Hair Transplant Surgery

At the moment there is no other hair loss treatment of hair restoration technique that can beat hair transplant surgery on the quality and practicality of achieved results. Hair systems may provide you fuller hair but they are uncomfortable to wear whereas hair loss treatments cannot reverse the past losses as much as hair surgery. The main weaknesses of hair surgery are its relatively high cost and the fact that it is a surgical operation involving most of the risks typically associated with any other surgery. Hair transplant surgery consists in moving healthy hair follicles from areas that are usually not being affected by hair loss to the balding areas. Hair transplant techniques have come a long way. Today's methods use micro technology, enabling them to harvest and implant individual hair follicles thus creating very authentic looking results indistinguishable from original hair.

The two main methods of hair transplantation used today are follicular unit transplantation (FUT) and follicular unit extraction (FUE). Although FUE is the latest technology, FUT is still in use and it has its role to play. The chief difference between these two techniques lies in harvesting of hair follicles. The FUT method uses a strip of skin extracted from the back of the scalp that is then dissected into individual hair follicles which are going to be implanted into the balding area. The FUE technique uses micro technology to extract individual hair follicles from the back of the scalp and implant them directly into the thinning area. Patients love this method because it leaves practically no scars behind and thus enables them to cut their hair really short unlike FUT which produces a long scar at the back of the patient's head that is difficult to mask if hair is cut too short. However, the FUT method has its benefits too. It is much less expensive than FUE, it can be used in patients whose hair loss is more advanced and larger amount of hair needs to be transplanted while the whole transplant can be done quickly in one session and it is more efficient when its comes to yields (yield is defined as a percentage of hair follicles that will continue growing hairs after transplantation to all transplanted hair follicles). Although micro technology is continuously improving and yields of the FUE method are increasing as well as a number of hair follicles that can be transplanted during one session its price remains to be significantly above that of the FUT.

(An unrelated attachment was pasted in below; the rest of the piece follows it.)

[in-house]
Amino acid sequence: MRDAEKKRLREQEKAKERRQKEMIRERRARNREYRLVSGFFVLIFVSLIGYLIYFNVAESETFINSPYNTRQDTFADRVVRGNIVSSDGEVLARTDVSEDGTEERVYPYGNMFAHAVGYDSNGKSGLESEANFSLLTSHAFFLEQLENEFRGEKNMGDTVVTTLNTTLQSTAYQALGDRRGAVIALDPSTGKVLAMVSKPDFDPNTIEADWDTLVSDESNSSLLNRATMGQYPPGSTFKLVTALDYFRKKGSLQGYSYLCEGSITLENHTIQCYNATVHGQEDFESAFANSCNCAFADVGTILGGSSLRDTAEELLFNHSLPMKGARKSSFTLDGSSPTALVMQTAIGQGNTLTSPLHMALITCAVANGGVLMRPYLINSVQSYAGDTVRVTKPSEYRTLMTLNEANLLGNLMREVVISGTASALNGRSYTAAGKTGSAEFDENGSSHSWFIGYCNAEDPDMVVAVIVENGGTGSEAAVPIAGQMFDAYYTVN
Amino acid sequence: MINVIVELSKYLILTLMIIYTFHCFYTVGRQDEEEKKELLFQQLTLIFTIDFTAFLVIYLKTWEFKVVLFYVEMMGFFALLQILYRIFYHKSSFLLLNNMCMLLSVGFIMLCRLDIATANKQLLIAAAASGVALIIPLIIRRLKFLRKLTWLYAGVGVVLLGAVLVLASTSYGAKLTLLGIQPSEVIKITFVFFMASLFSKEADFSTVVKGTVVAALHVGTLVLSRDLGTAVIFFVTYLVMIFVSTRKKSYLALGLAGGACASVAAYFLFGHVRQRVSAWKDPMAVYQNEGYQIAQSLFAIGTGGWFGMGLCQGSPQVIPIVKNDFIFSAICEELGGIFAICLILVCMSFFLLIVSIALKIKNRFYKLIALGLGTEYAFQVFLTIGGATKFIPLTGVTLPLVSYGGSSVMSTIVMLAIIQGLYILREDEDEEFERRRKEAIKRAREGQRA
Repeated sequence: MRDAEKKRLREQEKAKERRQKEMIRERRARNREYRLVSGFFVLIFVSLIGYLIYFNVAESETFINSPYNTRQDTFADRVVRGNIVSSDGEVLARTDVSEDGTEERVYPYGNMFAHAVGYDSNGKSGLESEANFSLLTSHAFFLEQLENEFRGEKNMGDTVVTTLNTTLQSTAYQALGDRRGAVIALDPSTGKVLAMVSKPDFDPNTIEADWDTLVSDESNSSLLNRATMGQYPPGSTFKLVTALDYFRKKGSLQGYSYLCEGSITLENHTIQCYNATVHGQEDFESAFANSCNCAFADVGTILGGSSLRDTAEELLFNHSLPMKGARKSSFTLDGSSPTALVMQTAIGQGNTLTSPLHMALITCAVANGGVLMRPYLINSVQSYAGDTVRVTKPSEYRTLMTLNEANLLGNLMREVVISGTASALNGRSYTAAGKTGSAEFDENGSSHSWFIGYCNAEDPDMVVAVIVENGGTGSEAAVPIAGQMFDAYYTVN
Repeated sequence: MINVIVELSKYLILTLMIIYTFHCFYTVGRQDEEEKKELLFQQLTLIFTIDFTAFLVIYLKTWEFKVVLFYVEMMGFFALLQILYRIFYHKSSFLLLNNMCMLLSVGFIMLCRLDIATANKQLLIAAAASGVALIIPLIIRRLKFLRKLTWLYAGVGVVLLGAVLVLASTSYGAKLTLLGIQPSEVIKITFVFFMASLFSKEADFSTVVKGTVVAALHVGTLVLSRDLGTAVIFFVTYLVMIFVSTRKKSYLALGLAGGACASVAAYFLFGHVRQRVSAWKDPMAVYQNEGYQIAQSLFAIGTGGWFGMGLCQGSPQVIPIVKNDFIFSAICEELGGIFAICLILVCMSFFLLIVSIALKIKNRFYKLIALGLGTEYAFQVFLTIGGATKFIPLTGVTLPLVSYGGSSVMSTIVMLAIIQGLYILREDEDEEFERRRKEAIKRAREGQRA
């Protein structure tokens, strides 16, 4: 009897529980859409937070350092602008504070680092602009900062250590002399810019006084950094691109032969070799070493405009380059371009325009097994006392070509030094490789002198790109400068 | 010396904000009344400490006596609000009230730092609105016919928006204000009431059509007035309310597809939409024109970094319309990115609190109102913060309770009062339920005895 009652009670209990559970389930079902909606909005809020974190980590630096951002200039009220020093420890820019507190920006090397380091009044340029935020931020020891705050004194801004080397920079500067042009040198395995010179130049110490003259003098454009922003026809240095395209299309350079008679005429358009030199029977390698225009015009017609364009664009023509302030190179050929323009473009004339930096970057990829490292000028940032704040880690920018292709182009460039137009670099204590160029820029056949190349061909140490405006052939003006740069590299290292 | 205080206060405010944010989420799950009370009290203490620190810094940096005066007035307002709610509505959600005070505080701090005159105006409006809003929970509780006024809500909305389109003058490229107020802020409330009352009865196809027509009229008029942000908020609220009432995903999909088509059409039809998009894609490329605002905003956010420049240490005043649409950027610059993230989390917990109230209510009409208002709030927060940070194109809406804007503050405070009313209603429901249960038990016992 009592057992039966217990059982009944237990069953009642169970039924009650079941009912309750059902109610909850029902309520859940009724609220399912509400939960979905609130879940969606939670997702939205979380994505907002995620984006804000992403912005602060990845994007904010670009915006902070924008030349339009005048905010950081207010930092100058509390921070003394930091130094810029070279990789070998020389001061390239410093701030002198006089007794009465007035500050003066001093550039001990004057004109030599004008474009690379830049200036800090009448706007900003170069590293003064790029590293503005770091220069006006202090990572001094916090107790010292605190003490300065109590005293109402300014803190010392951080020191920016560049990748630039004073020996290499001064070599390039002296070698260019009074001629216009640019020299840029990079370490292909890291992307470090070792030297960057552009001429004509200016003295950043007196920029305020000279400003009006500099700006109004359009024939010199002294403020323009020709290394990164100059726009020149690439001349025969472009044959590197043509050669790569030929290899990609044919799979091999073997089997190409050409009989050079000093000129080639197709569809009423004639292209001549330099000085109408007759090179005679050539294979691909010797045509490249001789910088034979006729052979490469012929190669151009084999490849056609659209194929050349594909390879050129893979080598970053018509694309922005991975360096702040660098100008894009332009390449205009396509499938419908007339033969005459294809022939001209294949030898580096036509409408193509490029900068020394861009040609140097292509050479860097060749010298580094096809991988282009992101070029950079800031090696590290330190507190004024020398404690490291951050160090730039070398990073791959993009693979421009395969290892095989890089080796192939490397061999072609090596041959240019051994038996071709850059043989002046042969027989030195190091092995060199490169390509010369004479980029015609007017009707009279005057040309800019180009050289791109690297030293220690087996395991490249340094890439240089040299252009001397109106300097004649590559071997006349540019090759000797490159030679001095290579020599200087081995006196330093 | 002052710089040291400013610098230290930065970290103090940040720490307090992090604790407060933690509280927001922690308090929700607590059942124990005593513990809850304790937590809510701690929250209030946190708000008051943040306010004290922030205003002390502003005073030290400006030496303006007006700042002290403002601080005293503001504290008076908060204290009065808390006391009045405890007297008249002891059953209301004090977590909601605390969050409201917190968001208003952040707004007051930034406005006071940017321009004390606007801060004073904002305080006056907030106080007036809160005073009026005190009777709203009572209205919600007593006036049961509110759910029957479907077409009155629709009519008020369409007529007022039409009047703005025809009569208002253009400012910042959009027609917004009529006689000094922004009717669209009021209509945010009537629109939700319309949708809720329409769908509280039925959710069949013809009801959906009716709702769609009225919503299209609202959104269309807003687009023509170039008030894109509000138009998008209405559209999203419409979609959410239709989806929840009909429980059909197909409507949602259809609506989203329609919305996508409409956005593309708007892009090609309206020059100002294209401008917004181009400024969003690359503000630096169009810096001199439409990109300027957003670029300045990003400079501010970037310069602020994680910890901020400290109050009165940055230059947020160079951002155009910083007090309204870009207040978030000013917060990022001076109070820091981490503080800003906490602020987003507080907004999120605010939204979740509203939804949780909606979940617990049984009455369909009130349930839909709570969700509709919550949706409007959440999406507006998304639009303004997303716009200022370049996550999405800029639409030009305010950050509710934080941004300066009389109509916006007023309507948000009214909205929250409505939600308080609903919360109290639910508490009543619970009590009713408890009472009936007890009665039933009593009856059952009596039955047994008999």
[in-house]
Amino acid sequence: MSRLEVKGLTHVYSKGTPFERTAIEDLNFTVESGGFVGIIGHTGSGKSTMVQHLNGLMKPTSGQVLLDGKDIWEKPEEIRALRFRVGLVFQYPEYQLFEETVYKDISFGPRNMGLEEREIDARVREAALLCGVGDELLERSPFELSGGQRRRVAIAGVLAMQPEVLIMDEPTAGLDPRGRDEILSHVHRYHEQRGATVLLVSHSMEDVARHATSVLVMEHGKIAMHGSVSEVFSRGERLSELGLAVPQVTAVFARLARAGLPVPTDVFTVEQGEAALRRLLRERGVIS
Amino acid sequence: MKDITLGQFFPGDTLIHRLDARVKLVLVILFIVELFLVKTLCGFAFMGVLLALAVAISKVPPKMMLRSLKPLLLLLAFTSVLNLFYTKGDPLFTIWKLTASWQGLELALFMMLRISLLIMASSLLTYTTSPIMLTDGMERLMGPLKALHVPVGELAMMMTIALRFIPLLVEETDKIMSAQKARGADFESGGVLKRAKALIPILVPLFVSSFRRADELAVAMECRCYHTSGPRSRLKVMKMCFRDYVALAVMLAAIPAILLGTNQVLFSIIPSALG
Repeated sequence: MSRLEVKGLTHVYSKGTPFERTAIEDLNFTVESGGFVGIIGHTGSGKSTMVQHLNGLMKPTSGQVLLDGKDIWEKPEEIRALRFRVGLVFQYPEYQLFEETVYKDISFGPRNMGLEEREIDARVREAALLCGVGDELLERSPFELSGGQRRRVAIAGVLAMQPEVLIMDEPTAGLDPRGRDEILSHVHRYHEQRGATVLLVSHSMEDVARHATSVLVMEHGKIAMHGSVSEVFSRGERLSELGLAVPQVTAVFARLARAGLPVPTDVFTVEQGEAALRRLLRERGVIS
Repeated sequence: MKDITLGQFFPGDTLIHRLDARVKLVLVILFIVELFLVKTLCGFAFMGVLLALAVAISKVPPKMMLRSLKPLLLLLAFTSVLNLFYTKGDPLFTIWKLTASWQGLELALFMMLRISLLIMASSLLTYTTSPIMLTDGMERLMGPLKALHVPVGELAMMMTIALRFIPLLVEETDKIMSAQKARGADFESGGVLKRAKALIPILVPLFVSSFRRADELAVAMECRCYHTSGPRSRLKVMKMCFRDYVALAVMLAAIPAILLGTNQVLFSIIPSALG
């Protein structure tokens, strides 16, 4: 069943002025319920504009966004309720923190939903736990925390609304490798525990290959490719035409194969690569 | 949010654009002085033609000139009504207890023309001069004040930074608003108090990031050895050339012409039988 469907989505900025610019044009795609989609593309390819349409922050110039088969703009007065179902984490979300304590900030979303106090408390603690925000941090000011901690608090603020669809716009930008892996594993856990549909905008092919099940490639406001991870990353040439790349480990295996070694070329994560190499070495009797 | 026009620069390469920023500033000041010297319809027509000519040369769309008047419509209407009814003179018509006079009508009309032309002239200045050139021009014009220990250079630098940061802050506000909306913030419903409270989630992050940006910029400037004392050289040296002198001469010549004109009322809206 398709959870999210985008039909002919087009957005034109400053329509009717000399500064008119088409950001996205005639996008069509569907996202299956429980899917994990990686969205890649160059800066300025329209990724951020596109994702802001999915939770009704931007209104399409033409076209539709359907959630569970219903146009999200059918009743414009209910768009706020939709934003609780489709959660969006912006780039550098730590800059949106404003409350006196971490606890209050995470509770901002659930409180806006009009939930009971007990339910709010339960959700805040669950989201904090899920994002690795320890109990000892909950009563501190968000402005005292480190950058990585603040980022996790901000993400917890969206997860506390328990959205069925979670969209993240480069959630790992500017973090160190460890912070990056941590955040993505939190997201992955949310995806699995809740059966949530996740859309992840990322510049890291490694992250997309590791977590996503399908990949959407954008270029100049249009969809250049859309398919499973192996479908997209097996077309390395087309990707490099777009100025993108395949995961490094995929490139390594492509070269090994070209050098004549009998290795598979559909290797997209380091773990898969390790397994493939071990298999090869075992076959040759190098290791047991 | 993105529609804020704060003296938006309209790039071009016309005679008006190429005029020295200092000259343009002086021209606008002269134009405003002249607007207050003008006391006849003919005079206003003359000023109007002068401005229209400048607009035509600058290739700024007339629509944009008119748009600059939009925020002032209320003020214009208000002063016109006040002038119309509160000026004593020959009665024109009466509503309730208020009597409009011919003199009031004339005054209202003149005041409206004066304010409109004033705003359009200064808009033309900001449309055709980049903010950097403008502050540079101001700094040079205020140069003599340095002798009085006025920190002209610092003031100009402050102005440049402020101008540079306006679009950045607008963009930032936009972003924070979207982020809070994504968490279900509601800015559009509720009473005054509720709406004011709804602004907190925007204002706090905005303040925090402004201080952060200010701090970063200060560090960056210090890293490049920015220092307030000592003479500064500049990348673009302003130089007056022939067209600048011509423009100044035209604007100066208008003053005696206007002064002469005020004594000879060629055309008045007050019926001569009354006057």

Hair transplant surgery also has its weaknesses and current limitations. It cannot be used in many female patients suffering from female pattern baldness. Female hair loss is usually diffuse and it is not restricted to the areas on top of the scalp. Women lose their hair around their entire scalp. Thus it is practically impossible to identify hair follicles that will remain resistant to the DHT attacks and subsequent miniaturization after their transplantation to the new area. Another weakness of the hair transplant surgery is the necessity to continue using some powerful hair loss treatment post surgery. This is necessary in order to prevent situations when additional hair transplant sessions were needed to cover newly developed bald areas in areas adjacent to areas already covered with hair implants but not enough donor hair was left at the back of the scalp. Hair restoration surgeons usually prescribe Propecia to their male patients who underwent hair surgery and it must be taken for the rest of their lives in order to prevent further advancements in the balding process.

Thus the main limitation of hair surgery is the availability of donor hair. At the moment it is not possible to transplant more than 15 thousand hair follicles without creating a large scar at the back of the head that is impossible to cover. But there are patients who either do not have those 15 thousand spare hair follicles at the back of their head that could be transplanted or need yet larger amounts to cover their extensive bald areas. Therefore, the shortage of donor hair is the biggest limiting factor of hair surgery. The new techniques currently being developed known as hair regeneration (also called hair multiplication or hair cloning) should solve this problem. Their aim is to secure unlimited supply of donor hair by multiplying the germinative cells of extracted hair follicles in vitro so that they could be then injected into the bald areas where they would spur new hair growth. Nevertheless, it can take another 10 years or so to see them become commercially available to the average patient. Till then hair surgery remains to be the ultimate method of treating genetically determined form of hair loss.